In the absence of intervention, CML typically begins in the chronic phase, and over the course of several years progresses to an accelerated phase and ultimately to a blast crisis. Blast crisis is the terminal phase of CML and clinically behaves like an acute leukemia.
Acute lymphocytic leukemia (ALL), also called acute lymphoblastic leukemia, is a cancer that starts from the early version of white blood cells called lymphocytes in the bone marrow (the soft inner part of the bones, where new blood cells are made). Leukemia cells usually invade the blood fairly quickly.
Blastic Myeloid Leukemia. Overview. Chronic myeloid leukemia (CML) is the abnormal growth of relatively mature myeloid (white blood) cells. Half of all patients with CML are diagnosed after the age of 67. CML is associated with a chromosomal abnormality in which genetic material from chromosome 9 is transferred to chromosome 22.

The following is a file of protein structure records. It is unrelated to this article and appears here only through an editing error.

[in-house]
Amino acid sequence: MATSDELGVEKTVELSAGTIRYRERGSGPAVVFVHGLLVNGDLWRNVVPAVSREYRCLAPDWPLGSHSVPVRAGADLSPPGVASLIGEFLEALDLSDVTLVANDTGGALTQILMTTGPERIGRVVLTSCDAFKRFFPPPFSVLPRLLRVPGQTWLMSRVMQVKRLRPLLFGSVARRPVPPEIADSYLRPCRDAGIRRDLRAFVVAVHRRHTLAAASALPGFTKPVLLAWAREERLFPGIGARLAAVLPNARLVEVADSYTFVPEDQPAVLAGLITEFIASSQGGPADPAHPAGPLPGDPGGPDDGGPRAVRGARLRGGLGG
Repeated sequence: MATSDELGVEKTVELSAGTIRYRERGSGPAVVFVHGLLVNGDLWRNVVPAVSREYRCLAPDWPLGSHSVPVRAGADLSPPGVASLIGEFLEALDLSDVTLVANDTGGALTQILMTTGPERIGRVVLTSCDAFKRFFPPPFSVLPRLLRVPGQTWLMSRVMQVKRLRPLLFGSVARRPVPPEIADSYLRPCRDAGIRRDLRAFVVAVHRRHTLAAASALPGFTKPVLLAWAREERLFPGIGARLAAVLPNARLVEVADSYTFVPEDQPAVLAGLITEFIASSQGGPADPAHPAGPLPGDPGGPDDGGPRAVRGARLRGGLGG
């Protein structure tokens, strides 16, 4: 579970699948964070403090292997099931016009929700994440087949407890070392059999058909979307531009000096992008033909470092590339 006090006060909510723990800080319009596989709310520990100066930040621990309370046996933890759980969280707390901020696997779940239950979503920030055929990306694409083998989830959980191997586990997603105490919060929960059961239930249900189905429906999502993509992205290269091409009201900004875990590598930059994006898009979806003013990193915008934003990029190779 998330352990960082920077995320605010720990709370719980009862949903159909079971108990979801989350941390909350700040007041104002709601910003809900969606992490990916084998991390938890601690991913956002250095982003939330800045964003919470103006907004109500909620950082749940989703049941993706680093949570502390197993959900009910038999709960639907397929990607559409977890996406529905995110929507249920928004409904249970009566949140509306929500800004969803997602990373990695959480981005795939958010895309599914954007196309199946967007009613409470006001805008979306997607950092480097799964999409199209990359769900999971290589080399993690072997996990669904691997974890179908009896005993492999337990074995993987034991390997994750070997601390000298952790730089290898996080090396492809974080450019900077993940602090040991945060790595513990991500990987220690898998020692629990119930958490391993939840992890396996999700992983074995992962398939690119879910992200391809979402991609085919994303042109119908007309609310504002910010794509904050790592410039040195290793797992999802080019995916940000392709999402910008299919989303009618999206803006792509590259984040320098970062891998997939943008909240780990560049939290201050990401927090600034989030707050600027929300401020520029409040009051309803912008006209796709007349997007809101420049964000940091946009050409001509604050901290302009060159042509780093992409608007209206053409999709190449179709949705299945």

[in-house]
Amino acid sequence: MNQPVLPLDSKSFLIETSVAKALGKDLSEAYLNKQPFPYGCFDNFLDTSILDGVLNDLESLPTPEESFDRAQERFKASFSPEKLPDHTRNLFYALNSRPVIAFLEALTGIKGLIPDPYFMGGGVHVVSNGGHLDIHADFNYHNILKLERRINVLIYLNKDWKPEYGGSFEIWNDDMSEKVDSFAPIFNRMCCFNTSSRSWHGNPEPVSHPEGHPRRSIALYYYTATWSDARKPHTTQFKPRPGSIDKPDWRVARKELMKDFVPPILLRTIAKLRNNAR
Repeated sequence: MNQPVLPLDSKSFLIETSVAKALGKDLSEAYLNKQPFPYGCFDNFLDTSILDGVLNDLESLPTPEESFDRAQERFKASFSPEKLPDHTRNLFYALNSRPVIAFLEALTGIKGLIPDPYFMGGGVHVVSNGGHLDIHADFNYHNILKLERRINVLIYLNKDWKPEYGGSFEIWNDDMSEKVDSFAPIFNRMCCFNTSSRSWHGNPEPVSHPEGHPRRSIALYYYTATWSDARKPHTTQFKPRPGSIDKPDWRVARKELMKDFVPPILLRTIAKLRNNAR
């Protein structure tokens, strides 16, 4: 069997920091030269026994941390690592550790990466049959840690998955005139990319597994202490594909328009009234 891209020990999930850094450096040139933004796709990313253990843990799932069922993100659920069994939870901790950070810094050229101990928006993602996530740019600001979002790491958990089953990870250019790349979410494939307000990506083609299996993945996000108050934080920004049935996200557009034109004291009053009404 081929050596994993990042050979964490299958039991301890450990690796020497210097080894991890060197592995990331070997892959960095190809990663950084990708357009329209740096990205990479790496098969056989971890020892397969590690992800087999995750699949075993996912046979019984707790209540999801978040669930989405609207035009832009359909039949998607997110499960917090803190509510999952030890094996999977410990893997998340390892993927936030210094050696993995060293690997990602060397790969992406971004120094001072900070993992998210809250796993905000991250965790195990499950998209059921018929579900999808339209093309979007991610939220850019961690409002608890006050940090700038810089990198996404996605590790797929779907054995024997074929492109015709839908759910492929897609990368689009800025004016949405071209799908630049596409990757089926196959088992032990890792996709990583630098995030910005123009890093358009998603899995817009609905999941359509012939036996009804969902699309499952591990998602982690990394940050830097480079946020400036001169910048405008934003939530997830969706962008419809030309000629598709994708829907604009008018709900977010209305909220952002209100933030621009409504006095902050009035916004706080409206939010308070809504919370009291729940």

Chronic lymphocytic leukemia (CLL) is the most common leukemia in adults. It's a type of cancer that starts in cells that become certain white blood cells (called lymphocytes) in the bone marrow. The cancer (leukemia) cells start in the bone marrow but then go into the blood.
Chronic myeloid leukemia (CML), also known as chronic myelogenous leukemia, is a type of cancer that starts in certain blood-forming cells of the bone marrow. In CML, a genetic change takes place in an early (immature) version of myeloid cells - the cells that make red blood cells, platelets, and most types of white blood cells (except lymphocytes).
CML has three phases: Chronic phase Accelerated phase Blast crisis phase Each phase describes CML's progression, determined by the number of blast cells (white cells that don't fully form as they should, blocking production of functioning blood cells) in the blood and bone marrow.